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CARE pivots to provide virtual academic support

CARE pivots to provide virtual academic support

9/9/2020 Kimberly Belser

In response to the ongoing COVID-19 pandemic, The Grainger College of Engineering’s Center for Academic Resources in Engineering (CARE) made the transition to online services as the center continues to provide academic support to engineering students.  

Dana Tempel, Assistant Director of CARE, said the center offers tutoring, peer advising and exam review sessions for math, physics and chemistry courses via Zoom.  

“Although our programs are going to be virtual this semester, we know that we have the technology, training, experience and positive attitudes that it will take to continue to support the student experience,” Tempel said. 

Sean Golinski, CARE Tutor and Peer Advisor, called the center’s completely virtual sessions the “biggest change” in its services, in that CARE used to provide academic support to students in-person at the Grainger Library.

Sean Golinski
Sean Golinski

“The advantage of this approach is that anyone can get tutoring services without having to go anywhere,” Golinski said. “The disadvantage is that in person interactions are often preferable because we have found them to be easier, more effective, and even more rewarding.”

Tempel said she has a staff of over 40 tutors on the CARE team, so trying to transition and getting everyone “up to speed” on the changes made for the semester presented difficulties. However, she said she is looking forward to the fact that the center is prepared this semester to work online, as the pandemic resulted in the University’s closing in the middle of spring semester.

“Our programs this semester are going much more smoothly, and I know our tutors are much more confident in our ability to support students in this virtual space this semester,” she said.

One of the challenges that CARE may face this semester involves student outreach, and making sure that students know how to access their services,Tempel said. She said that CARE is working to ensure that they have the proper technology to support students utilizing their services both on and off campus. However, she added, this is something that the office experiences in any given semester.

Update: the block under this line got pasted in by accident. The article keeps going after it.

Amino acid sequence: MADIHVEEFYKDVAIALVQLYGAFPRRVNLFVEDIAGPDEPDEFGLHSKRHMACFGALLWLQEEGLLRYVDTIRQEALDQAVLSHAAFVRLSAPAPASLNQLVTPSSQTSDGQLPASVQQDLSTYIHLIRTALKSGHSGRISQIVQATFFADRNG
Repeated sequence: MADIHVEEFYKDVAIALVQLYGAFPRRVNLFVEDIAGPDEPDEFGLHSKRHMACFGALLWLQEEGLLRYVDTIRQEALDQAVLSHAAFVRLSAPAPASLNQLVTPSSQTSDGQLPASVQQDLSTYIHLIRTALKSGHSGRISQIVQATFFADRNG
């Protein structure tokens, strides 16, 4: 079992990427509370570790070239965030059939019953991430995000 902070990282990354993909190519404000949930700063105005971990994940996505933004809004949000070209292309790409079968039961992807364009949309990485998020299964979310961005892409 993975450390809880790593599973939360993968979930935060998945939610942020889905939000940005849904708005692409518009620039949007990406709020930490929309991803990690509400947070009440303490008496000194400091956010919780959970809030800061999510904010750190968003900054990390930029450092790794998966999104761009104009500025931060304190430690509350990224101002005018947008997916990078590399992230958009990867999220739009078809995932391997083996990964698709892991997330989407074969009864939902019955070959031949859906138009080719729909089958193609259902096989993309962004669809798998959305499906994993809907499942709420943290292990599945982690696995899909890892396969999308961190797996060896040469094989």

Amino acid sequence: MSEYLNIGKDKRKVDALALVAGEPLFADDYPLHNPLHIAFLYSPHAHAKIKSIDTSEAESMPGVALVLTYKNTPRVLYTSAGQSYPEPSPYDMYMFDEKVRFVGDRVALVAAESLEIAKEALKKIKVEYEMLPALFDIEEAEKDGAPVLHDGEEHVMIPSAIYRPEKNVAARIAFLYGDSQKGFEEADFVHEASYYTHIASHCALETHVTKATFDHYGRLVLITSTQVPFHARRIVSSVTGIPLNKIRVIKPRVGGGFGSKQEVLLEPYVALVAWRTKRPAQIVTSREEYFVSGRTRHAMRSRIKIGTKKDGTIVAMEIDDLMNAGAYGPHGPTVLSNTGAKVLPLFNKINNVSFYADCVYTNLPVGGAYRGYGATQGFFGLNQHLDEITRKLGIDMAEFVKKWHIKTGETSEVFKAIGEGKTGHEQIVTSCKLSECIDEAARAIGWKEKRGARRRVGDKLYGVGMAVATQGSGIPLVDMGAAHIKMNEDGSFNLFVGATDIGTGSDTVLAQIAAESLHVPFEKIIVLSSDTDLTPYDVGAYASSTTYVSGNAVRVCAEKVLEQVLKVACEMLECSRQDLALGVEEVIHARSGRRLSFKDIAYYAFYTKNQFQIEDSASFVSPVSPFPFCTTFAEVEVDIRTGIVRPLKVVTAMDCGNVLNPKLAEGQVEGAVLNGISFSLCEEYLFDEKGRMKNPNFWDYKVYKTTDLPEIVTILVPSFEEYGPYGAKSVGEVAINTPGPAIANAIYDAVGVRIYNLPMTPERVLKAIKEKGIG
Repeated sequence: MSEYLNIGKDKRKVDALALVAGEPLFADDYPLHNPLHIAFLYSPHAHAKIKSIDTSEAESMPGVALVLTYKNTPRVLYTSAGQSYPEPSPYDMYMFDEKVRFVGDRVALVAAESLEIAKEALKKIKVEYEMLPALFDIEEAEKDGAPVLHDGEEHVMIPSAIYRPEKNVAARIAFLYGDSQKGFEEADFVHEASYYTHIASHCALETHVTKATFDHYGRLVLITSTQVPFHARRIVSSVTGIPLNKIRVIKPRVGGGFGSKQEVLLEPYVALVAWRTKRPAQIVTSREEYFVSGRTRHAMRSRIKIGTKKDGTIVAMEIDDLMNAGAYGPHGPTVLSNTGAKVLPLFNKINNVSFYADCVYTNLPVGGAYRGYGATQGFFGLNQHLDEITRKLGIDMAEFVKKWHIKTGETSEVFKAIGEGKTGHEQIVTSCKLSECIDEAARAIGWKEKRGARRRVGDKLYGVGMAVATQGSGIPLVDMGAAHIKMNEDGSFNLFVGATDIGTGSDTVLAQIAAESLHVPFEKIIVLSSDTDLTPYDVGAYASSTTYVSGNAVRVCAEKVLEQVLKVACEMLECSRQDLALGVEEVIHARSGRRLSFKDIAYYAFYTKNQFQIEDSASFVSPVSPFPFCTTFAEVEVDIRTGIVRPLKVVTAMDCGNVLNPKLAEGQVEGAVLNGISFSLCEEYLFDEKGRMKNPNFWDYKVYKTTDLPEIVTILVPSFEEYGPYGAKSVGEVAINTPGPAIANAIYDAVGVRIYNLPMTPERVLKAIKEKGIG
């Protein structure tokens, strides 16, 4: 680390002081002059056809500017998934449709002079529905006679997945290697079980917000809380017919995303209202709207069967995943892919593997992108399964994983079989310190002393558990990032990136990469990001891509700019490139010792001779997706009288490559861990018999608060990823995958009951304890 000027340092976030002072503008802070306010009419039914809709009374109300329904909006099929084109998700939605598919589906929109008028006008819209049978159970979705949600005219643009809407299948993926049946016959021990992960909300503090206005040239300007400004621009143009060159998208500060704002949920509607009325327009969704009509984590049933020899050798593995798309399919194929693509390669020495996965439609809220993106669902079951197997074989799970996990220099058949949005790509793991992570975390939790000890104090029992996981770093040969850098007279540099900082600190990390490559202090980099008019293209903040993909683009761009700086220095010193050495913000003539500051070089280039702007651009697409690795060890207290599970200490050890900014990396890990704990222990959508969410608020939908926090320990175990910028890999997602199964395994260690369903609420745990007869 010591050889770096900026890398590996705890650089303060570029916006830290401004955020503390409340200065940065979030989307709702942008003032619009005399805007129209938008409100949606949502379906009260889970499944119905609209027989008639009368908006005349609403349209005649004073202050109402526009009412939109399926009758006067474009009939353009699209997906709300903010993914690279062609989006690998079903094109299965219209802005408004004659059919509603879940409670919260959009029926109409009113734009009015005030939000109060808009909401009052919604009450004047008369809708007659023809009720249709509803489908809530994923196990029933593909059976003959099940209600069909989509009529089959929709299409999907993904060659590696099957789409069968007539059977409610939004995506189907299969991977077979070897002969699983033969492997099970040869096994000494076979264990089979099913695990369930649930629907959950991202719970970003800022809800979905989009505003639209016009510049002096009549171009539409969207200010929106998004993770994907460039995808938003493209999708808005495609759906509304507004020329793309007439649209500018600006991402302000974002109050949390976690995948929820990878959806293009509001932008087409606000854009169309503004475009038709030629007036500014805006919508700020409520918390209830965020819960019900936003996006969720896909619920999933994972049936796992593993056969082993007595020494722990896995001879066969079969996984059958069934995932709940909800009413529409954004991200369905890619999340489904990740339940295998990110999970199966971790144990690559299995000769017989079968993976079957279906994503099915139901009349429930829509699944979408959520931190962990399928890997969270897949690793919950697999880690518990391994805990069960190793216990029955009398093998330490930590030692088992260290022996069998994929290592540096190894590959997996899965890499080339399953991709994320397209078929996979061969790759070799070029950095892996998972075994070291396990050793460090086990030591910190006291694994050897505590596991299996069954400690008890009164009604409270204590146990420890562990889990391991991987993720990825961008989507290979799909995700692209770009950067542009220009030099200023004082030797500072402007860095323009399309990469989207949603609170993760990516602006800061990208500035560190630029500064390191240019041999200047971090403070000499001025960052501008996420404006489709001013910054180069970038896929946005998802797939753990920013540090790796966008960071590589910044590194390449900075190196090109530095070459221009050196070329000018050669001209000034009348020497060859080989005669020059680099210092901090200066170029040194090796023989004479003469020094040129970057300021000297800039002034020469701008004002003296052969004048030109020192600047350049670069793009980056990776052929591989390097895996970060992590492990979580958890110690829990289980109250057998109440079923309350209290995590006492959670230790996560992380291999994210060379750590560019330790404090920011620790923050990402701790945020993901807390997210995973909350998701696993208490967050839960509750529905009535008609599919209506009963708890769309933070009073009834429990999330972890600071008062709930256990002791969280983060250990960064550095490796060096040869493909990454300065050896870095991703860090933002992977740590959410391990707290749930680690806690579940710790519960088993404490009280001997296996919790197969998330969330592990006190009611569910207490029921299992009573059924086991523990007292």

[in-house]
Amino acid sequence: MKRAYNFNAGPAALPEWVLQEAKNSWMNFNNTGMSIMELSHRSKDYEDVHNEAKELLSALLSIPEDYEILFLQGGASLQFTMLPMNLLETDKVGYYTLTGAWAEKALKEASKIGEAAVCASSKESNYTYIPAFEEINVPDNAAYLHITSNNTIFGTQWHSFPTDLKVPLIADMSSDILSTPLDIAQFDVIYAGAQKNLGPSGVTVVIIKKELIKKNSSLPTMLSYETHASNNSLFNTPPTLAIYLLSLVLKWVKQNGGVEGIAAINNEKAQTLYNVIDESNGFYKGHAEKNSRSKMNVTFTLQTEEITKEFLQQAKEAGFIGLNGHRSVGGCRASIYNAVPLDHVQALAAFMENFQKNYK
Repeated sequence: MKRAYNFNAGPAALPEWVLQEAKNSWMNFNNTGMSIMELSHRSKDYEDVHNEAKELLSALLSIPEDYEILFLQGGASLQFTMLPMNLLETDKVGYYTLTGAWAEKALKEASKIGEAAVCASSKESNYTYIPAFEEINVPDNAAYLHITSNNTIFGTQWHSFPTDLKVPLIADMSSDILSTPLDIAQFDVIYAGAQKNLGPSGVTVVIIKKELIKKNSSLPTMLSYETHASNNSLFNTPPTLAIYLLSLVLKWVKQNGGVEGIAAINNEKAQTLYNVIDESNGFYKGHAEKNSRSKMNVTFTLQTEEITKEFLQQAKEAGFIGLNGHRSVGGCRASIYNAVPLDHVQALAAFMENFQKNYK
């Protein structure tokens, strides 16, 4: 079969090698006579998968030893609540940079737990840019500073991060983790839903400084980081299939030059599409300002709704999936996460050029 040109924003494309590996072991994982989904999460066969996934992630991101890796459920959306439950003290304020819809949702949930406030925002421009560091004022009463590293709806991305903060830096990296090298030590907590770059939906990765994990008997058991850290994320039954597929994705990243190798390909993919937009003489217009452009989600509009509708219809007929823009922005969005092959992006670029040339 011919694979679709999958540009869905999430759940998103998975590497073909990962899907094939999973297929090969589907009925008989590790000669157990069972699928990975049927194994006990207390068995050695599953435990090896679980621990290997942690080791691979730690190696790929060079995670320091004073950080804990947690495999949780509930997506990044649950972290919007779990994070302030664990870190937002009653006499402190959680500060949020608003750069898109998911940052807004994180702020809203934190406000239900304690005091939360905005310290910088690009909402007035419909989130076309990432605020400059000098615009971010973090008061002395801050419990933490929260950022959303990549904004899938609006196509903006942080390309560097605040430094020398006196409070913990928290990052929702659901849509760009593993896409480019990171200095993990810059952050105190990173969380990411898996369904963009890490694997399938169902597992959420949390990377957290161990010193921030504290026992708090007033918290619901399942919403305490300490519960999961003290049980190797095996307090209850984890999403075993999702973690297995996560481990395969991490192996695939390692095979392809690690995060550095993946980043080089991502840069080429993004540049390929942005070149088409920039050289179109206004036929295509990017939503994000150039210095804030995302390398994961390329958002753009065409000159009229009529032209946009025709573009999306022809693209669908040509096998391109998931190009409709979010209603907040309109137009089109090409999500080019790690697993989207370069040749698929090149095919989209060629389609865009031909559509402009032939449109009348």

“Although we know it will be difficult to effectively communicate remotely, it can be done. We are up for the challenge. We worked this summer to plan for the challenges ahead, and we have a plan for how to manage them along the way.”

Tempel said one key to success is  connecting with the departments and faculty  for the students and courses we support. 

“But there are definitely going to be challenges that we didn't necessarily see coming, and I think that with the right attitudes and the willingness to try to be flexible I think we will work through those as they come,” she said. 

Tempel said CARE is going to continue to work closely with the departments, as well as the students themselves to figure out how they can meet the needs of students during the online learning. The CARE leadership team, she said, are her “eyes and my ears” on the student side to try to help better understand what the students are experiencing, as well as the bigger challenges that they may be facing. 
 
“Without them, I couldn't plan and provide programs to help students the way that we do,” she said. “So I feel very fortunate that I have a team of tutors who are truly passionate and invested in not only being successful themselves, but really helping others and the engineering community be successful.”

Tempel hopes that students will take advantage of not only CARE, but the assistance of their advisors throughout their college career.  

“Before I was a tutor, I used CARE a handful of times, Golinski said. “I was impressed by how much the tutors there were able to help when I needed it. In fact, I still use CARE (when I'm not working) if a class is causing me trouble and I know a student there can help.”

Tempel said she thinks the campus community has to remind themselves that we have a fantastic community of administrators, students, faculty and staff who care, and I think that's what makes the university special.

“This semester is going to be unlike any other, but I do think that if everybody can stay positive, patient and work hard, we will do this together, I know that we can and we will be successful,” she said. “And I just hope that students know more now than ever that the College of Engineering cares so much about the student experience and we're here to help along the way.”